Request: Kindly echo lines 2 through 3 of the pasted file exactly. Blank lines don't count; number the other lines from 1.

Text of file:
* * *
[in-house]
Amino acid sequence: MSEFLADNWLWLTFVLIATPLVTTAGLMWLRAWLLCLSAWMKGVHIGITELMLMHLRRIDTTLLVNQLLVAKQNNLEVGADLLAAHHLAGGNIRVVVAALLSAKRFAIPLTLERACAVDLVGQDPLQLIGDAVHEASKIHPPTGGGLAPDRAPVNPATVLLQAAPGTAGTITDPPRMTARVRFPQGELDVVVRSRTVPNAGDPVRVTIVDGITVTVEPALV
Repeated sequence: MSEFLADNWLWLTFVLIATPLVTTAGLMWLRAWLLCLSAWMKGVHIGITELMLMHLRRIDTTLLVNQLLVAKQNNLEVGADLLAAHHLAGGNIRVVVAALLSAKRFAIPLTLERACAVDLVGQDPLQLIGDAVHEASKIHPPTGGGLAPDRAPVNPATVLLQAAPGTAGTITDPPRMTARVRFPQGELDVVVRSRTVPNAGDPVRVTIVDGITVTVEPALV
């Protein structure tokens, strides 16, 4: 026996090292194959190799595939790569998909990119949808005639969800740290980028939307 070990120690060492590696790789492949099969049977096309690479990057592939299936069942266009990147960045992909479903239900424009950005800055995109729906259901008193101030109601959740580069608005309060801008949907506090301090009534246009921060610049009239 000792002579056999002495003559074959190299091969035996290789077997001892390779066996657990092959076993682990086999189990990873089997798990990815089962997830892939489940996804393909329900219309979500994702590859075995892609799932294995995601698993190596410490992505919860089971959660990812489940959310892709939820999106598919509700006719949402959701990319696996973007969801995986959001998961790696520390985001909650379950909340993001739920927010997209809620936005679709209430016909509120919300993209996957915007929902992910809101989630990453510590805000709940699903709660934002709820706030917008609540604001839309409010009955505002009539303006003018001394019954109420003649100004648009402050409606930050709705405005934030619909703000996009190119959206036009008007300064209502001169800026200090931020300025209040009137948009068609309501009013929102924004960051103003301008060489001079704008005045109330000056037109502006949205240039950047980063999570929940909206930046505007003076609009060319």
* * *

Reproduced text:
Amino acid sequence: MSEFLADNWLWLTFVLIATPLVTTAGLMWLRAWLLCLSAWMKGVHIGITELMLMHLRRIDTTLLVNQLLVAKQNNLEVGADLLAAHHLAGGNIRVVVAALLSAKRFAIPLTLERACAVDLVGQDPLQLIGDAVHEASKIHPPTGGGLAPDRAPVNPATVLLQAAPGTAGTITDPPRMTARVRFPQGELDVVVRSRTVPNAGDPVRVTIVDGITVTVEPALV
Repeated sequence: MSEFLADNWLWLTFVLIATPLVTTAGLMWLRAWLLCLSAWMKGVHIGITELMLMHLRRIDTTLLVNQLLVAKQNNLEVGADLLAAHHLAGGNIRVVVAALLSAKRFAIPLTLERACAVDLVGQDPLQLIGDAVHEASKIHPPTGGGLAPDRAPVNPATVLLQAAPGTAGTITDPPRMTARVRFPQGELDVVVRSRTVPNAGDPVRVTIVDGITVTVEPALV